Last Wednesday, the Association of Amherst Students (AAS) issued a statement of solidarity with Asian Americans in the Amherst College community following the Atlanta spa shootings on March 16. This statement ended with a call for an independent major and department of Asian and Pacific American Studies at the college, recognizing the role of higher education in pushing back against harmful stereotypes at a societal level.
Next year will mark the 50th anniversary of the first calls for an Asian American Studies department at the college. As we come upon bicentennial, it’s worth questioning what has held back efforts to pursue Asian American Studies for nearly a quarter of the college’s history. This is an especially poignant concern as we reflect over the increasingly open racism against Asian Americans in the U.S. during the Covid-19 pandemic.
Though the push for the new department began in 1972, the college only hired its first Asian American Studies professor in 1994 (who only stayed for three years) and declined to join the Five College Asian/Pacific/American Studies Certificate Program (A/P/A) until 2005, five years after it had been established. It hired its first tenure-track Asian American Studies faculty in 2008, slowly employing and retaining a total of three tenure-track Asian American Studies faculty — Professors Bolton, Dhingra, and Hayashi — by 2018, each of whom now participate in the A/P/A program along with Visiting Professor Odo.
In President Biddy Martin’s letter addressing anti-Asian racism following the March 16 shooting, she specifically highlights the role of education in combating systemic racism. She also claims that the college is committing to educating students on the Asian American experience through enhanced curricular offerings. Specifically, an assistant professor, Christine Noelle Peralta, who specializes in Asian American Studies will be joining the faculty in fall 2021. We acknowledge that hiring more faculty in an area of study is one of the first steps toward establishing a major. However, after almost 50 years of calling for a department, such limited efforts are inadequate.
After all this talk, we’re left with the question: Why don’t we have an Asian and Pacific American Studies department or major yet? On this question, the recent effort to create an Education Studies major at the college offers a revealing parallel. Education Studies was successfully instituted as a major in that it was successfully undertaken in about a tenth of the time that advocacy has surrounded the potential Asian and Pacific American Studies program.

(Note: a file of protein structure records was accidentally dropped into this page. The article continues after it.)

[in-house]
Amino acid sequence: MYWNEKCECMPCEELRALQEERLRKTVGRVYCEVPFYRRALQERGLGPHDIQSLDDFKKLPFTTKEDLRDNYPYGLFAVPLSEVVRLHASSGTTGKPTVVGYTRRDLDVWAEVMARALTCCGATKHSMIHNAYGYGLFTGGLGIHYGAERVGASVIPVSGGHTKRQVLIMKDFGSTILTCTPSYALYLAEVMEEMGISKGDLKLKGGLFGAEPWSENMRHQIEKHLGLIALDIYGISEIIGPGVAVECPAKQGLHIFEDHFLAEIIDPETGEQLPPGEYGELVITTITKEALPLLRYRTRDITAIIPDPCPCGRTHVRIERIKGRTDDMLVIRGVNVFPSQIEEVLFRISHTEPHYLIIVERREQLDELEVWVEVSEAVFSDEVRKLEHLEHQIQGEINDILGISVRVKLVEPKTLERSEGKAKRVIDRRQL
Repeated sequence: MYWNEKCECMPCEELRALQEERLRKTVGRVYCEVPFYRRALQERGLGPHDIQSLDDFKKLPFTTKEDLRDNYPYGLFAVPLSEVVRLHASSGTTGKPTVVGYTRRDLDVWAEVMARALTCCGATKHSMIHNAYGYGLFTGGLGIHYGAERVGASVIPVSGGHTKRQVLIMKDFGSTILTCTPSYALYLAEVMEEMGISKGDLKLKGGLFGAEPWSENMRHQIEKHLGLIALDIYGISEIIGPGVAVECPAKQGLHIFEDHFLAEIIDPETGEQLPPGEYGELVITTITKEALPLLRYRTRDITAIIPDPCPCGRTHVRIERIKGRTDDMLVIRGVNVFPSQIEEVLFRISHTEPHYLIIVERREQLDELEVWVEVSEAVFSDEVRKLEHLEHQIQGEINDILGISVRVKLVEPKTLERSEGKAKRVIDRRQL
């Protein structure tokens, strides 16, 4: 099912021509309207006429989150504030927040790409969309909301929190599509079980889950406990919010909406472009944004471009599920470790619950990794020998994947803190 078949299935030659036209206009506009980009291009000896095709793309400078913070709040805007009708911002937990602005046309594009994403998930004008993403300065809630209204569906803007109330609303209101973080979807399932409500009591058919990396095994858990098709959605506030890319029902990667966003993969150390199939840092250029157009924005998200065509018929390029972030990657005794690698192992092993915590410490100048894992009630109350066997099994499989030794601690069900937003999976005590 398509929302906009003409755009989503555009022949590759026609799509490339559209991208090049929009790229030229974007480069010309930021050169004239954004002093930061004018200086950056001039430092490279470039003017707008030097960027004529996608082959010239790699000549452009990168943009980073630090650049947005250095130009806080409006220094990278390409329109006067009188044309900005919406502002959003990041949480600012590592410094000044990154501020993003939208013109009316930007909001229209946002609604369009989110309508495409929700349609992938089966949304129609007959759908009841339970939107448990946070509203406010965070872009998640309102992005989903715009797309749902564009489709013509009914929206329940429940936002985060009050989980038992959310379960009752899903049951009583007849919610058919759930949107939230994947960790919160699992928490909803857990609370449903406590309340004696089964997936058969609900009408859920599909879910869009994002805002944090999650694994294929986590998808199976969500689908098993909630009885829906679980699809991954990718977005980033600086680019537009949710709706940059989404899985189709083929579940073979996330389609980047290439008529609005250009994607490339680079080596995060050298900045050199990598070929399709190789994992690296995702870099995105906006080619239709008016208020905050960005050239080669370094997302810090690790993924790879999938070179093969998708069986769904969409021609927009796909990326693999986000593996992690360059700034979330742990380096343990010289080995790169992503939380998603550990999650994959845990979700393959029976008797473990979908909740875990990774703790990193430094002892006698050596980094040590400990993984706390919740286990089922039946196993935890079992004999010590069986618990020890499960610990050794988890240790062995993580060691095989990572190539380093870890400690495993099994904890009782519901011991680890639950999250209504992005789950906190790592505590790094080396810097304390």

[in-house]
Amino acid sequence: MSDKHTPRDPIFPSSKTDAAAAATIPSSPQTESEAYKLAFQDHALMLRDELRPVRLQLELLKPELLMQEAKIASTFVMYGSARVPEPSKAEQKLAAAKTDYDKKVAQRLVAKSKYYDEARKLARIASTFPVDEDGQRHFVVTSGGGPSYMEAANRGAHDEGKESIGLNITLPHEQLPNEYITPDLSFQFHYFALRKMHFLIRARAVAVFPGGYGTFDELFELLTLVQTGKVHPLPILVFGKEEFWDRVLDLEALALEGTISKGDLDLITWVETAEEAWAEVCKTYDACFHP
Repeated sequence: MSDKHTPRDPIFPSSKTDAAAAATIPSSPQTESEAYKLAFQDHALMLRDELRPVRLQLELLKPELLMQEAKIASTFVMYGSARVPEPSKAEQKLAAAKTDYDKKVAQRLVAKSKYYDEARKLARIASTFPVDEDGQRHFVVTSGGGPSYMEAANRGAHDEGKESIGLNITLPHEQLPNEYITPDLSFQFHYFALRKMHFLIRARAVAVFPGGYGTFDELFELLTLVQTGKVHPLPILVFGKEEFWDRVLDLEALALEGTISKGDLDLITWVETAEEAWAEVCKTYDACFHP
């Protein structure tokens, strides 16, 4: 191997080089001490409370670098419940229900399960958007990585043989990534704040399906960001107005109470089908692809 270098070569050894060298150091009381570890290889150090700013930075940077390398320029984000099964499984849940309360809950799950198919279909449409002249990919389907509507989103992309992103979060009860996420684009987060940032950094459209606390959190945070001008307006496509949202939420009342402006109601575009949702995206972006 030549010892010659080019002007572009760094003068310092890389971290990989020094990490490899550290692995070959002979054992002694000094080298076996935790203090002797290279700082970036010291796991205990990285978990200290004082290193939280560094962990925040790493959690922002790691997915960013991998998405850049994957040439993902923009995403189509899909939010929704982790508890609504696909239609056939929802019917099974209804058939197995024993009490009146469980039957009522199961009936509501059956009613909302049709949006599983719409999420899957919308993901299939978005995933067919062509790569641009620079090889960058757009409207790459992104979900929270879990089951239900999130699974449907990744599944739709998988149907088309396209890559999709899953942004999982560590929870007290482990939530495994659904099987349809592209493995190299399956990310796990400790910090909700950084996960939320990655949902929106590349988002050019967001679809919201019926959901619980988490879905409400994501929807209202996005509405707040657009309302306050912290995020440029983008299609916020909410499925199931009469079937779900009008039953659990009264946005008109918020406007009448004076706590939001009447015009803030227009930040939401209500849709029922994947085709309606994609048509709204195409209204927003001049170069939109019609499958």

The proposal for the Education Studies major projected itself far back in time, to 1950. Proponents claimed that Amherst students have always been interested in working in education after undergrad, so the college should provide a course of study preparing them for that work. Obviously, in the case of an Asian and Pacific American Studies major, for many students, the major would serve less to prepare them directly for future work, but more to prepare them for life itself as an Asian or Pacific American or someone who interacts with Asian and Pacific American communities.
Another key theme from the creation of the Education Studies program was an acknowledgement that many peer institutions offer their own Education Studies programs and, thus, the college was lagging behind and disadvantaging its own student body. While this is not true of Asian American Studies — the closest such program is at Tufts University, but few have yet to follow—when has Amherst College ever been ashamed to take the lead? Not to mention that creating a formal program for Asian American Studies would give us a nice edge over competitors like Williams, whose current hodgepodge of Asian American Studies courses resembles our own.
Pedagogy that centers Asian Americans, Pacific Islanders and other marginalized peoples is foundational to the pursuit of justice and truth. Having an Asian and Pacific American Studies major is essential in fighting against xenophobic, racist and sexist political rhetoric.
We, the Editorial Board, stand behind calls from the AAS and Asian American Alumni for a deeper investment in Asian and Pacific American Studies at the college. At the very least, we deserve to know why these calls remain unanswered for a task that doesn’t seem harder than the creation of an Education Studies program or even the recently created Latinx and Latin American Studies major. Our Asian American and Pacific Islander peers deserve the same investment and scholarly respect as anyone else, and it is incumbent on the Board of Trustees, President Martin, Provost and Dean of the Faculty Catherine Epstein and the Committee on Educational Policy to demonstrate that this college affords them that respect.
Unsigned editorials represent the Editorial Board (assenting: 8; dissenting: 0; abstaining: 6)